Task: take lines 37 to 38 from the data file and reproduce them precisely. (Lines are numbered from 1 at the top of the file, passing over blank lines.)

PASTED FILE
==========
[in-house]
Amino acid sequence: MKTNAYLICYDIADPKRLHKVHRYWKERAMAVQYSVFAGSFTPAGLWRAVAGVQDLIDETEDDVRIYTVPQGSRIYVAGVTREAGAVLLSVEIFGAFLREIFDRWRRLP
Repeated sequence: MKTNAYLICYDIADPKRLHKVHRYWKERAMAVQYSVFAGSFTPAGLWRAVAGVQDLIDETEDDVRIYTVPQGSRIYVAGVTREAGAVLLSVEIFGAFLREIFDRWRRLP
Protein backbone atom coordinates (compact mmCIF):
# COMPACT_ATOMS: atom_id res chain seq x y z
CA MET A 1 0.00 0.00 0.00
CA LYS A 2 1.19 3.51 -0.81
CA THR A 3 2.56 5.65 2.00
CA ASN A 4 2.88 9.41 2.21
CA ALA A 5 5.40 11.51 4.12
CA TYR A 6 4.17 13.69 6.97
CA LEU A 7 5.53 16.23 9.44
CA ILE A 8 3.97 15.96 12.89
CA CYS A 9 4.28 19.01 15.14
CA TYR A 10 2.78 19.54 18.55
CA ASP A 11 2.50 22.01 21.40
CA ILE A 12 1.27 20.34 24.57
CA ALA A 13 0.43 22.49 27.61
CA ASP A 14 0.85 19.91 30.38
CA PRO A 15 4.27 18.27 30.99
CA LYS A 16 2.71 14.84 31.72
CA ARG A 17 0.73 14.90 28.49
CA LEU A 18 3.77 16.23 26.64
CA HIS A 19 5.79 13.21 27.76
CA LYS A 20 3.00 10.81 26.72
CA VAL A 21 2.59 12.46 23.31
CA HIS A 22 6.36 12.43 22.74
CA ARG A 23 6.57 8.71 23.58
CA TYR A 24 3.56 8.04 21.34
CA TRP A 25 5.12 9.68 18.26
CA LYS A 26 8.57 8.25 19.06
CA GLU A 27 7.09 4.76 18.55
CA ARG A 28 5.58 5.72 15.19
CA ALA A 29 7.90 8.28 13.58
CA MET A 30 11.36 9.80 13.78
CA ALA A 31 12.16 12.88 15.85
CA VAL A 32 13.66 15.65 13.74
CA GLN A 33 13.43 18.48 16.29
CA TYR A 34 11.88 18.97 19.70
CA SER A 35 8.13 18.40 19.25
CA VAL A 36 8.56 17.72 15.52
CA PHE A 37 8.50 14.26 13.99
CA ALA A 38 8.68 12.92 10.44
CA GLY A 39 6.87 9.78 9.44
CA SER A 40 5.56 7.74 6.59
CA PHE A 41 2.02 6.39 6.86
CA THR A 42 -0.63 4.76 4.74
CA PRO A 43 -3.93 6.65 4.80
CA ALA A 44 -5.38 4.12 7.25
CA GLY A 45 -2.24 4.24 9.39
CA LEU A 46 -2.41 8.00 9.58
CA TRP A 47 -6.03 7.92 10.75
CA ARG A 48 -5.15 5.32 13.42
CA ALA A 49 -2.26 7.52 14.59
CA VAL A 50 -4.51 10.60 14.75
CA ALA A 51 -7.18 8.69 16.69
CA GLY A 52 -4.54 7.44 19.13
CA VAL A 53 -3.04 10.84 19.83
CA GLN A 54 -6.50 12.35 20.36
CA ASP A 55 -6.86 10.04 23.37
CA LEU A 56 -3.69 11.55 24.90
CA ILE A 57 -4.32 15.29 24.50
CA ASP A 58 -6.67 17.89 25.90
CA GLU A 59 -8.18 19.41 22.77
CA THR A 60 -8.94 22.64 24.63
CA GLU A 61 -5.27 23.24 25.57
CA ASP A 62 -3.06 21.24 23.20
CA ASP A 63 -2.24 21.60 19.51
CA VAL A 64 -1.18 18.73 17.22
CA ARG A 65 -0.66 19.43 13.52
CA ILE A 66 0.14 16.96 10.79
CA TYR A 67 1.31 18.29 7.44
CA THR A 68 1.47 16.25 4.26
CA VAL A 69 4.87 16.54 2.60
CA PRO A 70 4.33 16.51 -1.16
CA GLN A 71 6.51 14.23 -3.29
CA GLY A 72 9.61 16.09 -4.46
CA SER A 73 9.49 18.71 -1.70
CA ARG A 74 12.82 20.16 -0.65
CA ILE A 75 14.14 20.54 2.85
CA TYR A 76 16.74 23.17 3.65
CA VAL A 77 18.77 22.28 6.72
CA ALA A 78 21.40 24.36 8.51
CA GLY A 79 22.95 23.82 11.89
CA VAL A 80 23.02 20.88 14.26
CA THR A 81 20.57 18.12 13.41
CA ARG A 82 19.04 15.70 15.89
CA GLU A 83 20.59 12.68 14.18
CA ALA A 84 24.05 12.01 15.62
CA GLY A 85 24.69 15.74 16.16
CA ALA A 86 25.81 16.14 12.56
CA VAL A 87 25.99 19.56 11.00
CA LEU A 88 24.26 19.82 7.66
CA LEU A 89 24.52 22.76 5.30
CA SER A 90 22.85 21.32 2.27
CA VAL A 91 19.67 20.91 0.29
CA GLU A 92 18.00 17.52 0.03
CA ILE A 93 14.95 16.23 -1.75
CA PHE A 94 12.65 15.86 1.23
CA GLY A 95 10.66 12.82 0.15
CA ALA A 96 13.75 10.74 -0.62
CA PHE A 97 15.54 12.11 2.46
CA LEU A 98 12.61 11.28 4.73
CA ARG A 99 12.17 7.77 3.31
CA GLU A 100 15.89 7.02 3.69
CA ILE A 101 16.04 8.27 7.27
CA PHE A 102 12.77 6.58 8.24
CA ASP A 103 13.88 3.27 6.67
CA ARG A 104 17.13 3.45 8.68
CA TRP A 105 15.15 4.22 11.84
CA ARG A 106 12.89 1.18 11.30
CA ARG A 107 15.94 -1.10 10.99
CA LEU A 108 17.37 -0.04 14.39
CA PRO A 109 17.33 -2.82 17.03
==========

CA VAL A 32 13.66 15.65 13.74
CA GLN A 33 13.43 18.48 16.29